tour with you as guest vocalist is Nad Sylvan who is featured on the GR2
rehearsals with us this week and sounds fantastic.
The GR2 album
has been such a labour of love for you.....
fans have been asking me for a long time to rejoin Genesis but I've said
it always takes more than one to tango, even more than one, five
ideally. We did kick some ideas around......
The five of
you (you, Collins, Gabriel, Rutherford and Banks) met up in 2006 to try
to get back together to do The Lamb Lies Down on Broadway as a live
I'm on record as
saying I am the most flexible member of Genesis and had they said they
just wanted me to do one walk on (like Milton Keynes 1982), I would have
yes, anywhere, anytime. But you need everyone working together. I think
there was insufficient common ground to try to work out a way forward.
But everyone's become bandleaders in their own right and celebrated as
much as individuals as they are in the band.
circle with GR2, after you left Genesis after the Wind and Wuthering
album in 1977, every Genesis tour since, including the Ray Wilson led
era and the 2007 reunion tour, quite a bit of the set revisits the past
including much material you originally played on - this proves that
music stands up and what you did means something.....
We wrote these
songs together and certainly up to 1975 we were the most democratic band
you'd ever find. I gave my all to the band and I feel I am giving my all
to the idea of what became Genesis now. I guess songs that stay in the
affection for that long.....the only comparisons I can make are the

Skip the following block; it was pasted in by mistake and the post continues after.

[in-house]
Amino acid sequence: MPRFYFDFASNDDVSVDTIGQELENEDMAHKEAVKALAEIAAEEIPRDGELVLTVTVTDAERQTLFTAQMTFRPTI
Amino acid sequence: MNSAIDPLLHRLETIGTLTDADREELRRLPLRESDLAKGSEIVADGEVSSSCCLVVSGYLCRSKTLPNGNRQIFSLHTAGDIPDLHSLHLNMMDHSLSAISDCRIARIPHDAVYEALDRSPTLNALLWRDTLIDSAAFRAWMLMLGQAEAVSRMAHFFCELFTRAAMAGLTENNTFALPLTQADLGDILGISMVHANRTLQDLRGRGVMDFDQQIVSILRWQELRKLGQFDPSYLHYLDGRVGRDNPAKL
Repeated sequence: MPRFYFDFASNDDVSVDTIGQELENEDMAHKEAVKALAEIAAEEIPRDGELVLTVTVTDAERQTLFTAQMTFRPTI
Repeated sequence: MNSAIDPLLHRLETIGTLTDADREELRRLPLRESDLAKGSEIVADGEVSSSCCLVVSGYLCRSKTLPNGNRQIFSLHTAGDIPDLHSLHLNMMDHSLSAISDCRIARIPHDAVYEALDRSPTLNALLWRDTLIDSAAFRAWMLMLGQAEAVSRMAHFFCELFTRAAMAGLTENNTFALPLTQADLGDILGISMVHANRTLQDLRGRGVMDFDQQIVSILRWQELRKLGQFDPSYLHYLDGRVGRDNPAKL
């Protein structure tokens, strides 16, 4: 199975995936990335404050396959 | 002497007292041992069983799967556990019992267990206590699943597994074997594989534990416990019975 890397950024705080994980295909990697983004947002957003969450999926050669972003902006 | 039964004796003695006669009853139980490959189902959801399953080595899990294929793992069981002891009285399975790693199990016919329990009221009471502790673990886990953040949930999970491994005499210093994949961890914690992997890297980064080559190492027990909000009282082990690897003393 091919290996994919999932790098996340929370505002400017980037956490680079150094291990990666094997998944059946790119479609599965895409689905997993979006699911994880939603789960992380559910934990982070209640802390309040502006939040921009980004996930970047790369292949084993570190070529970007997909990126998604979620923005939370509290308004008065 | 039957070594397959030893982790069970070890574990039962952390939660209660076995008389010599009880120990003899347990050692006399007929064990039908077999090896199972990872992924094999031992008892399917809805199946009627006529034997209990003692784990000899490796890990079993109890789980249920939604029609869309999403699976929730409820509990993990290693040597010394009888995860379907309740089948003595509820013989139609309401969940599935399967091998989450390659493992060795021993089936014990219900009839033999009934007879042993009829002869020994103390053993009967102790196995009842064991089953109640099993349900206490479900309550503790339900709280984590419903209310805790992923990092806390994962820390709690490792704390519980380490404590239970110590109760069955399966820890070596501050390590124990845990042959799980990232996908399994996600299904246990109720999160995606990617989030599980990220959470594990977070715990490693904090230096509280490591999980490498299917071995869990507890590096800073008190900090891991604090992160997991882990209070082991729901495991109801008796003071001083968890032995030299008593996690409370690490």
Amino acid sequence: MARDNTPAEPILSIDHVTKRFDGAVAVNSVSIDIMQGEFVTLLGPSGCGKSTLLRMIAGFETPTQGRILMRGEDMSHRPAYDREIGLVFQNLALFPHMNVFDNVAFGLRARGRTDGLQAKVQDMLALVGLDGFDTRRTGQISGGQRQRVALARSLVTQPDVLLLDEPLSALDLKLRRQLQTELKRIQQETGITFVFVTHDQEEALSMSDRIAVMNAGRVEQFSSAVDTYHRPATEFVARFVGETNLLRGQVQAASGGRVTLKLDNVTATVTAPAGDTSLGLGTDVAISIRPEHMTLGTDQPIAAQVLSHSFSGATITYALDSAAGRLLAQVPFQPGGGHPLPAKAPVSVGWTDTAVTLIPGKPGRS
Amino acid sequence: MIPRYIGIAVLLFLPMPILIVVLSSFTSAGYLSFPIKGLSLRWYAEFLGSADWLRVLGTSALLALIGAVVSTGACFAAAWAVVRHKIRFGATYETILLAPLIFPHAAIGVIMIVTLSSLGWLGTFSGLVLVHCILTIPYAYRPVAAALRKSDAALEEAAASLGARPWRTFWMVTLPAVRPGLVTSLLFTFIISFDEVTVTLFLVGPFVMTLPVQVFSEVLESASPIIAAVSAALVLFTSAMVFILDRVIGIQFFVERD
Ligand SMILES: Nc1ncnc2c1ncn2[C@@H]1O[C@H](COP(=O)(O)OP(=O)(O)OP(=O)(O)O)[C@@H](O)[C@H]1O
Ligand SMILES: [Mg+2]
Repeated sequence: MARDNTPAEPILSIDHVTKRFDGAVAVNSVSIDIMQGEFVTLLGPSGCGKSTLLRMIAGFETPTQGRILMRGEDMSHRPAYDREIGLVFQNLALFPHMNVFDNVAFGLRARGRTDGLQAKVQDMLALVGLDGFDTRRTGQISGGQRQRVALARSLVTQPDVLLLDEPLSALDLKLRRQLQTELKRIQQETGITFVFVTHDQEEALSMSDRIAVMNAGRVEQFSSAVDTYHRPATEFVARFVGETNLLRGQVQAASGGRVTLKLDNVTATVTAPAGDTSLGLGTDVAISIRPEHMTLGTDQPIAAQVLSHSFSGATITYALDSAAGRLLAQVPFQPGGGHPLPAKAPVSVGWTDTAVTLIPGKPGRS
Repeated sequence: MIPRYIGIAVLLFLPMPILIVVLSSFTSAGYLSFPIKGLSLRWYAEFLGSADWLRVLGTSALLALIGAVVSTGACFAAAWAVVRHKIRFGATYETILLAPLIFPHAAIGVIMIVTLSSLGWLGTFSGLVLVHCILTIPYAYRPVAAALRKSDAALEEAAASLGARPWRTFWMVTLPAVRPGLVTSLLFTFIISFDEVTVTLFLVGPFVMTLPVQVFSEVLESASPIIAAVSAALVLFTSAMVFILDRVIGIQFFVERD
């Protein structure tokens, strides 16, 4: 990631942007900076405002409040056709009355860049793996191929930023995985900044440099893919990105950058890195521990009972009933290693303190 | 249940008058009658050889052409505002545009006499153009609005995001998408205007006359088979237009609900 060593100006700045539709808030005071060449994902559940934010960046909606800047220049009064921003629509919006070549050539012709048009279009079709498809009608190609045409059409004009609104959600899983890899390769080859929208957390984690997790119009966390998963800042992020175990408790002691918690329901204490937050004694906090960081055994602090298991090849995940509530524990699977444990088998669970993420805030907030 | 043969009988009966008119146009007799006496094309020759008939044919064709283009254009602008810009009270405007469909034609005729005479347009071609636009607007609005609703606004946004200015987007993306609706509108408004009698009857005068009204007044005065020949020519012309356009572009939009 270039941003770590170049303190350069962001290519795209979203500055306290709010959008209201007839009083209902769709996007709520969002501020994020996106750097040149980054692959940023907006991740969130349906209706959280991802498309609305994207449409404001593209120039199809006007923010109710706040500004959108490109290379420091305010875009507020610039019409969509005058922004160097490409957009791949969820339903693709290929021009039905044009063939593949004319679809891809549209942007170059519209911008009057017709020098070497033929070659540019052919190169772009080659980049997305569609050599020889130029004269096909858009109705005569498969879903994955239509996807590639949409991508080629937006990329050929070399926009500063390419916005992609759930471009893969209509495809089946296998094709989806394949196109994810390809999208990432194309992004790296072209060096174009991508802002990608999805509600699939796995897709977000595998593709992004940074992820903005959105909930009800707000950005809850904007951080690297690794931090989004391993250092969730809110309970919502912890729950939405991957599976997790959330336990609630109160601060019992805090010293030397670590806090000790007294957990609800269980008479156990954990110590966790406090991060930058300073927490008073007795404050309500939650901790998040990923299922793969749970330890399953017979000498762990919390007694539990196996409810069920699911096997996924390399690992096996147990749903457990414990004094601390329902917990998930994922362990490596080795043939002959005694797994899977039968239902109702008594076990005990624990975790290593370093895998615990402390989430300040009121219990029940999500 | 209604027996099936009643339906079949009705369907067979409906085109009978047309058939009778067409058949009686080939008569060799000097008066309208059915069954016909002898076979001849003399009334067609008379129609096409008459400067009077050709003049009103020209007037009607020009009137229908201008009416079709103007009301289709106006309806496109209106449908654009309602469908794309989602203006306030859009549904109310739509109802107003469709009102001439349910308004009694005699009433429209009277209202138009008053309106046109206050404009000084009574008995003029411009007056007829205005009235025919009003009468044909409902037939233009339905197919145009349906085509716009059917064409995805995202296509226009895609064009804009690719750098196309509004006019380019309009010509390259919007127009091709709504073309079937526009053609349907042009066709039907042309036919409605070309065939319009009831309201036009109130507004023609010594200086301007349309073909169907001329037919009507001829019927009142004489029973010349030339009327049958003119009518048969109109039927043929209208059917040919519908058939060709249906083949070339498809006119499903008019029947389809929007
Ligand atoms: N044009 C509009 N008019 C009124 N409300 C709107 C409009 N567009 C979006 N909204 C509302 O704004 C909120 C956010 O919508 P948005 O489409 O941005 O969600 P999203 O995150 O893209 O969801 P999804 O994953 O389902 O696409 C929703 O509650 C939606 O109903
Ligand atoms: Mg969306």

worlds of classical music, jazz and musical theatre where the songs
I said I'd
come back to Bach....in 2008 you released the astonishing Tribute album,
where you interpreted Bach's pieces on classical guitar. A real labour
of love and it reminds me that you remain the only artist ever at Friars
to encore with a classical guitar piece.....technically it's an amazing
I really enjoyed
Tribute and I stand behind that. It's me paying my respects to some of
the great writers. What you do when you do something like that is add a
footnote to some of the performances of it. It's like an actor playing
Shakespeare, it's a given that the material is unassailable, you just do
your own interpretation of it. The Chaconne was originally written for
violin but translates wonderfully to the classical guitar, it's like
(laughs) how's your King Lear or Hamlet! It's a standing joke with Rob
Townsend "did you catch my Coriolanus at The Globe? (!)
copyright Lee Millward
and GR2 are some years apart, would you consider a GR3?
I don't think the
material warrants it bar a massive reinterpretation and you'd be heading
far down the classical route which may stretch credibility in terms of
what is and what isn't Genesis in relation to what would be my version
So we've the
GR2 tour coming up, it's a big production this tour isn't it?
Can't tell you
enough how much we're looking forward to seeing you on May 9th! Thank
you for your time and good luck with the rehearsals and the tour.
I'm very much
looking forward to it too. Please send my best wishes to everyone at
Friars Aylesbury and to David and Joe Stopps.
Tickets for Steve at
Friars on May 9th
Official Steve Hackett website
This interview and its
content are © 2013 Mike O'Connor/www.aylesburyfriars.co.uk and may not
be used in whole or in part without permission.